The scrapping of the Default Retirement Age (DRA) has led to an increase in the number of older employees in the job market. Image courtesy of: sxc.hu
The abolition of the Default Retirement Age
(DRA) last year means that employers can no longer force employees to retire at a specific age unless this can be objectively justified. This has brought a broadly positive response from employers according to research from Group Risk Development
(GRiD), the trade body for the group risk industry.
Almost a quarter (23 percent) of employers questioned believed that removing the DRA would enable them to retain the best talent within the business, with 12 percent saying it would increase diversity in the workplace. A further 19 percent said they had already encouraged staff to work beyond retirement age before the DRA was removed.
Managing absence levels among older workers emerges as the only significant issue marring employers’ enthusiasm for reform. The research shows that 17 percent of companies are worried about their older workers being fit and able to do the job, whilst 11 percent believe it will drive up sickness absence costs with knock on impact for the whole team. A further eight percent said they were worried about managing the capability process (performance management/appraisals) fairly.
Katharine Moxham, spokesperson for GRiD, commented: “Older employees can bring so much in the way of experience, confidence and mentoring skills to a business so it’s great to see employers recognise the benefits of an “ageless” workforce. However, as our survey demonstrates, one potential bone of contention is absence management.“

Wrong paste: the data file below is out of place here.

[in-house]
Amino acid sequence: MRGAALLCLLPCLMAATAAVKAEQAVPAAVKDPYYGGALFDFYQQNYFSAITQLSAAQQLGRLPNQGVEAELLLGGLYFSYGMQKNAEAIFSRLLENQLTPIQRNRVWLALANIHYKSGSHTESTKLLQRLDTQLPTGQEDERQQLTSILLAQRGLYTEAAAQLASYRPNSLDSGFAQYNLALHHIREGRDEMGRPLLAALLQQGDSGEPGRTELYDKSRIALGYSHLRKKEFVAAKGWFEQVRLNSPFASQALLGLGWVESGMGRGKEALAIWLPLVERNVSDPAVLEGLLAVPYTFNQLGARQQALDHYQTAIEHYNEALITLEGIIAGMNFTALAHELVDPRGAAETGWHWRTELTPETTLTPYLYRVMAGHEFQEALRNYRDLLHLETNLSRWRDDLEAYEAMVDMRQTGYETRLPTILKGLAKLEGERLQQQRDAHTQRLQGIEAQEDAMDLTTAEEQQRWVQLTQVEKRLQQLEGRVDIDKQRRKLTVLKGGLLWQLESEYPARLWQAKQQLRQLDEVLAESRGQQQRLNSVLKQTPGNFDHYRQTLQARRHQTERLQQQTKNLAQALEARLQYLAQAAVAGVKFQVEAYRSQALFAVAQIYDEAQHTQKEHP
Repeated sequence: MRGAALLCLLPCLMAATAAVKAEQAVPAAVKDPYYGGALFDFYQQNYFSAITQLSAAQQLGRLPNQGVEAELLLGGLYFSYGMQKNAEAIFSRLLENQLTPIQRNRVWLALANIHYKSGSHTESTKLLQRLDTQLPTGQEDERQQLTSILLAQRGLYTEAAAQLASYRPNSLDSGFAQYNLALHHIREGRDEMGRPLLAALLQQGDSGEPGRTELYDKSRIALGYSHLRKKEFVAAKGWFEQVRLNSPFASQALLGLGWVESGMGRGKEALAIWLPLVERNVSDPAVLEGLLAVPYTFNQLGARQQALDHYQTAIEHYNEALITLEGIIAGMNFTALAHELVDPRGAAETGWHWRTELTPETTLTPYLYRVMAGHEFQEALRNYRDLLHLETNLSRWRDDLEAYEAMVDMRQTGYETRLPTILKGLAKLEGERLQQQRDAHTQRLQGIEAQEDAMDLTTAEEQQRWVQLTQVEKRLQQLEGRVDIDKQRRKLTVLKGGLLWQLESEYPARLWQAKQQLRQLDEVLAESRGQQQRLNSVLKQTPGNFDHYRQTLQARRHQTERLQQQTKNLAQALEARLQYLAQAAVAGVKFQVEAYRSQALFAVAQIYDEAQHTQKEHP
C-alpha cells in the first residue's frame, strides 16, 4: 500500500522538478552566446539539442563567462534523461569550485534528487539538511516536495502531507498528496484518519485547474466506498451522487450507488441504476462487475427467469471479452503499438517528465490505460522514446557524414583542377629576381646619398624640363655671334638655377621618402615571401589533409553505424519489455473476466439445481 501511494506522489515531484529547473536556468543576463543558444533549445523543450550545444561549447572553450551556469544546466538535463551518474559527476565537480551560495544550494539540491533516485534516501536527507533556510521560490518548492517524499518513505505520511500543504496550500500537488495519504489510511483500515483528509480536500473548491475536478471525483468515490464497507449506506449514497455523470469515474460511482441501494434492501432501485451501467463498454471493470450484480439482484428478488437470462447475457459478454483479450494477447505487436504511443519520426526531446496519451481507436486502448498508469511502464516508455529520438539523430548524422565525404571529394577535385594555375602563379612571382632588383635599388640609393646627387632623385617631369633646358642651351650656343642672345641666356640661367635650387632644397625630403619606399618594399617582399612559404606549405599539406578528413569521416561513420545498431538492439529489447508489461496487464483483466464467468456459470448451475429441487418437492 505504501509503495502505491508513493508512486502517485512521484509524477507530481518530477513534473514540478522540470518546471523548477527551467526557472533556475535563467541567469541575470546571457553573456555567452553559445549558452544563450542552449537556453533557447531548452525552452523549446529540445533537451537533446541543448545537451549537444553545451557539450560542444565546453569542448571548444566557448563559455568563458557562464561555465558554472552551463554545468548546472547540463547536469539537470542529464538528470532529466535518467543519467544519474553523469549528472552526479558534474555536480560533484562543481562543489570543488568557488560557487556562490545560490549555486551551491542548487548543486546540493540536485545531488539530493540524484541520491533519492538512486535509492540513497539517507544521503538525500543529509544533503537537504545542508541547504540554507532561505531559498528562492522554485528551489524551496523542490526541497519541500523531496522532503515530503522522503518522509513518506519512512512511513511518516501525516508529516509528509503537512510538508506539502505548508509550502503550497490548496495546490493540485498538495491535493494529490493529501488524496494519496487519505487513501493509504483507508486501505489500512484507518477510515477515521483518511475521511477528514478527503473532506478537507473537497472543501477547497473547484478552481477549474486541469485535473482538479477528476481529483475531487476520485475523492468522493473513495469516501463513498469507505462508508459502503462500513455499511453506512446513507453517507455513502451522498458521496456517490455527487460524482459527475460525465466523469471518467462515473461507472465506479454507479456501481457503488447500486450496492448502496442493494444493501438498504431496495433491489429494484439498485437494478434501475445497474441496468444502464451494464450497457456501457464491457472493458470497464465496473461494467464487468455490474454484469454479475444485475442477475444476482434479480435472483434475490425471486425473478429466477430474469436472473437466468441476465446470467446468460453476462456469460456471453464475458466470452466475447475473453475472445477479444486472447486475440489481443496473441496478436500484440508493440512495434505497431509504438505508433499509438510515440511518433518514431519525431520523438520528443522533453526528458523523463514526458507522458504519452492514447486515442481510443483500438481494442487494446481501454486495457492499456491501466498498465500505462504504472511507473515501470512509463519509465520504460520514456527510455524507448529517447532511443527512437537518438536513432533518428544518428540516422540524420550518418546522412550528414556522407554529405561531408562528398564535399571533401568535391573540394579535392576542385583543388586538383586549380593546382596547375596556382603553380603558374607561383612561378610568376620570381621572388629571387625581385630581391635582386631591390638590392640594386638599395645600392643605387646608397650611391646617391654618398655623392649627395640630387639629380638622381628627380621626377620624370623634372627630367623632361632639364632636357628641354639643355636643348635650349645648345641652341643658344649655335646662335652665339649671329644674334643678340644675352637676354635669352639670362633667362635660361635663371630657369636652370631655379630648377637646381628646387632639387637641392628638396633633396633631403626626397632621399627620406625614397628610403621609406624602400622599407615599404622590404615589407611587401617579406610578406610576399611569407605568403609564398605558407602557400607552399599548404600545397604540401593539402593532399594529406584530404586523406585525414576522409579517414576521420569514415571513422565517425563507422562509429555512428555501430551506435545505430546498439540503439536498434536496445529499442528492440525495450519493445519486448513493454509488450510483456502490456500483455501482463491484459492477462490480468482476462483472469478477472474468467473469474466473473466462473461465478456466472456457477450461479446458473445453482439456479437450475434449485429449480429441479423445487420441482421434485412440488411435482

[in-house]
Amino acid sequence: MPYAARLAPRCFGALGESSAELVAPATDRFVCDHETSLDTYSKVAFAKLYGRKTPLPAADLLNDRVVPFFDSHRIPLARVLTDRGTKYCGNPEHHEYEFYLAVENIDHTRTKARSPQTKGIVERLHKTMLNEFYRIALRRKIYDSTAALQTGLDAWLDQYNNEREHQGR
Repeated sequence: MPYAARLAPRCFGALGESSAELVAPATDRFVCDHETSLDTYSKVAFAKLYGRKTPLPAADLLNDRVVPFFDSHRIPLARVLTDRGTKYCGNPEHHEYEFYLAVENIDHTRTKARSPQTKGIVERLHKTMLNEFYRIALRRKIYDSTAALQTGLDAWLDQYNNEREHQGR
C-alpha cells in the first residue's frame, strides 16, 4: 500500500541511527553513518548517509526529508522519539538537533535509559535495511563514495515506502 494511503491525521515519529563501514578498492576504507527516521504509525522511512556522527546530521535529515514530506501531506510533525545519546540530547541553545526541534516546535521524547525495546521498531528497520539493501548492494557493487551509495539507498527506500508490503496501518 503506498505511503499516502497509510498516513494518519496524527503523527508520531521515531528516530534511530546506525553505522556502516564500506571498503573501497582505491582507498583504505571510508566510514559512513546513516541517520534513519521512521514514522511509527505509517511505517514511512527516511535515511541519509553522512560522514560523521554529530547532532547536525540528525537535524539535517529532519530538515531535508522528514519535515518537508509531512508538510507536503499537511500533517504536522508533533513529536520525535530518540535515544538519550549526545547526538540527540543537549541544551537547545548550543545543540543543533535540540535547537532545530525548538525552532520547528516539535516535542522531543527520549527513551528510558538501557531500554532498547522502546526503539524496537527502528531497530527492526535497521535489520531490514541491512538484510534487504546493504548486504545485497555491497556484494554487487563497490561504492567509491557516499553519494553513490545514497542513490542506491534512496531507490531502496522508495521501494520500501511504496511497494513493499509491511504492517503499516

“Put simply, businesses fear that older workers are more likely to be sick than their younger colleagues and will have less incentive to return to work. It’s for this reason that the group risk industry worked with Government to ensure that businesses can take the same practical approach as the State does with working age benefits (which cease at State Pension Age
“Employers are therefore not actually obliged to extend provision of insured protection products (such as Group Life Assurance, Group Income Protection and Group Critical Illness) beyond age 65 or State Pension Age, as this increases.
“For those employers who do choose to continue these benefits to their staff beyond age 65, group risk providers can be flexible in accommodating a range of upper ages or other solutions – such as a limited payment period under a group income protection policy.
“By allowing employers choice in their approach, the Government has ensured that Group Risk protection benefits will remain affordable and available to the majority of those employees who most need them.“
Sadly, 57 percent of respondents were unaware of the exemption which can help keep overall protection costs down and give businesses more flexibility to retain these socially useful benefits.